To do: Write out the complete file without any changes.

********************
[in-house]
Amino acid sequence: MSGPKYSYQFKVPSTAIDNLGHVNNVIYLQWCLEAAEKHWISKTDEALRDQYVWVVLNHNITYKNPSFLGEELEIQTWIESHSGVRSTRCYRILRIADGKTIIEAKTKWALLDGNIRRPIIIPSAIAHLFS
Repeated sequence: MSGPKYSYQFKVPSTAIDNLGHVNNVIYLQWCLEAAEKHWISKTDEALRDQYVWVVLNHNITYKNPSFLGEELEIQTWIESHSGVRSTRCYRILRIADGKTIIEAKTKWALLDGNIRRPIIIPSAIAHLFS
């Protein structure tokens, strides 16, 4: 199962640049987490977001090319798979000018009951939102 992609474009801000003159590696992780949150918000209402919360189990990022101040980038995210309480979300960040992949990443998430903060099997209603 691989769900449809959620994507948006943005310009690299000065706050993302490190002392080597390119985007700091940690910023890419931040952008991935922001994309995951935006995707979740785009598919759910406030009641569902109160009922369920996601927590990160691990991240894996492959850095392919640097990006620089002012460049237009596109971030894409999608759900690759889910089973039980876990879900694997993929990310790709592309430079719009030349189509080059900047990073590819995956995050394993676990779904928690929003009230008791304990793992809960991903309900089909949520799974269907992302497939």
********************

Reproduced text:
[in-house]
Amino acid sequence: MSGPKYSYQFKVPSTAIDNLGHVNNVIYLQWCLEAAEKHWISKTDEALRDQYVWVVLNHNITYKNPSFLGEELEIQTWIESHSGVRSTRCYRILRIADGKTIIEAKTKWALLDGNIRRPIIIPSAIAHLFS
Repeated sequence: MSGPKYSYQFKVPSTAIDNLGHVNNVIYLQWCLEAAEKHWISKTDEALRDQYVWVVLNHNITYKNPSFLGEELEIQTWIESHSGVRSTRCYRILRIADGKTIIEAKTKWALLDGNIRRPIIIPSAIAHLFS
């Protein structure tokens, strides 16, 4: 199962640049987490977001090319798979000018009951939102 992609474009801000003159590696992780949150918000209402919360189990990022101040980038995210309480979300960040992949990443998430903060099997209603 691989769900449809959620994507948006943005310009690299000065706050993302490190002392080597390119985007700091940690910023890419931040952008991935922001994309995951935006995707979740785009598919759910406030009641569902109160009922369920996601927590990160691990991240894996492959850095392919640097990006620089002012460049237009596109971030894409999608759900690759889910089973039980876990879900694997993929990310790709592309430079719009030349189509080059900047990073590819995956995050394993676990779904928690929003009230008791304990793992809960991903309900089909949520799974269907992302497939």